On June 29th, the USA based FTC released two major updates to the published endorsement guides. The first is 16 CFR Part 255 Guides Concerning the Use of Endorsements and Testimonials in Advertising, and the second is FTC Endorsement Guides: What people are asking.
These are not ‘new’ rules, rather much needed clarity on the existing rules and how to apply them in a constantly evolving media environment like social video.
The updates, in our view, are the closest representation of the day-to-day operations within influencer marketing with practical, real-world examples of what brands, their agencies, intermediaries, and influencers need to do to stay off the FTC’s radar.
Liabilities are explained, definitions are given, and enforcement action is laid out now at >$50,000 per infraction, (up from the previous amount of $43,792).
You’ll likely want to pick through the 121 pages over a coffee or seven, but for ease we’ll highlight the main points here.
The updates are biassed towards advertising to adults. When it comes to endorsements targeted at or viewed by audiences below the age of 18, the rules become stricter. For the purposes of this update, we’re talking about ‘everyday customers.’
Be cautious if you are marketing to children.
§ 255.6 says:
“Endorsements directed to children.
Endorsements in advertisements addressed to children may be of special concern because of the character of the audience. Practices that would not ordinarily be questioned in advertisements addressed to adults might be questioned in such cases.”
OK, let’s dive in. First up, “16 CFR Part 255 Guides Concerning the Use of Endorsements and Testimonials in Advertising”, details administrative interpretations of laws enforced by the Federal Trade Commission for the guidance of the public in conducting its affairs in conformity with legal requirements. In other words, the guides are not the rules verbatim. These are illustrative examples of how to apply the rules and further explanations to make that process easier.
The first half of the document reflects on the extensive public consultation process and references comments from those that responded to these proposed updates.
Before we get into the detail, let’s look at some of the more important standing definitions:
Means any advertising, marketing, or promotional message for a product that consumers are likely to believe reflects the opinions, beliefs, findings, or experiences of a party other than the sponsoring advertiser, even if the views expressed by that party are identical to those of the sponsoring advertiser. Those activities include providing free product for review, privileged/early/loaned access, paid sponsorship, reimbursement… Basically if your access to a Product or its intermediaries differs from that of every other customer, it’s considered advertising.
Is defined as and includes any product, service, brand, company, or industry.
Section 255.5 addresses the need to disclose unexpected material connections between the endorser and seller of an advertised product. To be material, a connection must affect the weight or credibility the audience gives to the endorsement.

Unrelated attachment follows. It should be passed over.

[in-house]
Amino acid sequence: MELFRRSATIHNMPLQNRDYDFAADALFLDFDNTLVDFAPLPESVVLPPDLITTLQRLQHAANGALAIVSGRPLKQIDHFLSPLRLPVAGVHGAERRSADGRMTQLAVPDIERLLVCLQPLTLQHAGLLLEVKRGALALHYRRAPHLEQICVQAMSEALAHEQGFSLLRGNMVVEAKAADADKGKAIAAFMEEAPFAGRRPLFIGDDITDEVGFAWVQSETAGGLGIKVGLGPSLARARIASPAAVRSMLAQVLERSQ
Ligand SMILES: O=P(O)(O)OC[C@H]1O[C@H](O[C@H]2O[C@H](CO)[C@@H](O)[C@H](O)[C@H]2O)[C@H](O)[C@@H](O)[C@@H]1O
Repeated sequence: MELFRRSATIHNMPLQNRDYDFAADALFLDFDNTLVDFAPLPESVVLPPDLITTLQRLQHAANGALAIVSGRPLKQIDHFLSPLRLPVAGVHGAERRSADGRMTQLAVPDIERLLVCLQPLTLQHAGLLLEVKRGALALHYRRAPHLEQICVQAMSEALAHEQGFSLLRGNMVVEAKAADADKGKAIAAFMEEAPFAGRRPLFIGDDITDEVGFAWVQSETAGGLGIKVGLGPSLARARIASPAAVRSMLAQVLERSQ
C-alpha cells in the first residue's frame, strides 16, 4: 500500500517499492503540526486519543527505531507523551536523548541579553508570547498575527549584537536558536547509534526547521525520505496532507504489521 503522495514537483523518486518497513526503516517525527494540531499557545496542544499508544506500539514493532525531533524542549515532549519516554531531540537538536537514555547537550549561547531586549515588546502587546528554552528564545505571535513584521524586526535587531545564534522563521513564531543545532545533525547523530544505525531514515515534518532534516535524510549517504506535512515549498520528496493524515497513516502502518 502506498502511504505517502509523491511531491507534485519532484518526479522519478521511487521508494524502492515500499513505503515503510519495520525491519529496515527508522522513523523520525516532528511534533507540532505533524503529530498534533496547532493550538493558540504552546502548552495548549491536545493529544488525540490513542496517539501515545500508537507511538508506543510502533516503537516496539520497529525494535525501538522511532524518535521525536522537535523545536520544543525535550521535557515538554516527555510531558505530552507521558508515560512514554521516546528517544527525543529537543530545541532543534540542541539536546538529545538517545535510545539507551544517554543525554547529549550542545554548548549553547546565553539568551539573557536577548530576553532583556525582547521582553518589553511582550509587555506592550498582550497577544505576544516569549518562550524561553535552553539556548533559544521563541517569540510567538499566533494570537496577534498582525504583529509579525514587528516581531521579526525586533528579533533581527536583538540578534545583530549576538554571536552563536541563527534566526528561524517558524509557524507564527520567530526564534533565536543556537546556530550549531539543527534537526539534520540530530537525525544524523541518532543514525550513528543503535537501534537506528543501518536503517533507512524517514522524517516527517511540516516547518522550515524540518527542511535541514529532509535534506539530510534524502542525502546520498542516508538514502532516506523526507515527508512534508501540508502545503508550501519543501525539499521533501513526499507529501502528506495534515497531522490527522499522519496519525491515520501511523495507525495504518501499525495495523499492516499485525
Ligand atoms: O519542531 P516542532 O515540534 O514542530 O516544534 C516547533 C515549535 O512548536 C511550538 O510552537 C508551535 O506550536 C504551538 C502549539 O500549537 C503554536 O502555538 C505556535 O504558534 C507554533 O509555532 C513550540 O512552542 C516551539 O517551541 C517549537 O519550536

‘Clear and conspicuous’, means that a disclosure is difficult to miss (i.e., easily noticeable) and easily understandable by ordinary consumers.
If a communication’s representation necessitating a commercial disclosure is made through visual means, the disclosure should be made in at least the communication’s visual portion; if the representation is made through audible means, the disclosure should be made in at least the communication’s audible portion; and if the representation is made through both visual and audible means, the disclosure should be made in the communication’s visual and audible portions. A disclosure presented simultaneously in both the visual and audible portions of a communication is more likely to be clear and conspicuous.
Advertisers are subject to liability for misleading or unsubstantiated statements made through endorsements or for failing to disclose unexpected material connections between themselves and their endorsers. An advertiser may be liable for a deceptive endorsement even when the endorser is not liable.
James Beaven explained, “If you put all those definitions together and you pretty much have the gist of Section 255; if an influencer is Endorsing your Product and there’s an Unexpected Material Connection, they must be Clear and Conspicuous in making Visual and Audible Disclosures, which the advertiser must review and also check their statements are Truthful and Substantiated.”
Easy, huh? It should be, but now we enter the realm of the ‘what if’ and ‘how do I’, and to the FTC’s credit they’ve wisely listed very real-world instances and Q&A to support the guidance - and I do mean real-world, not a made up approximation or watering down of questions that happen to fit the answers.
Be warned: the FTC makes clear there’s nothing in either of these documents that offer safe harbour. This isn’t an approval process; it’s an exercise in ensuring everyone plays by the same rules. To quote: “The FTC generally considers practices deceptive if they involve a material representation, omission, or practice that is likely to mislead a consumer acting reasonably under the circumstances. The exact sanctions would likely depend on the specifics of the case, including the nature of the violation and the harm caused to consumers.”
If you are running campaigns for yourself or for your clients and need help monitoring talk to the RippleXn about our solutions that can.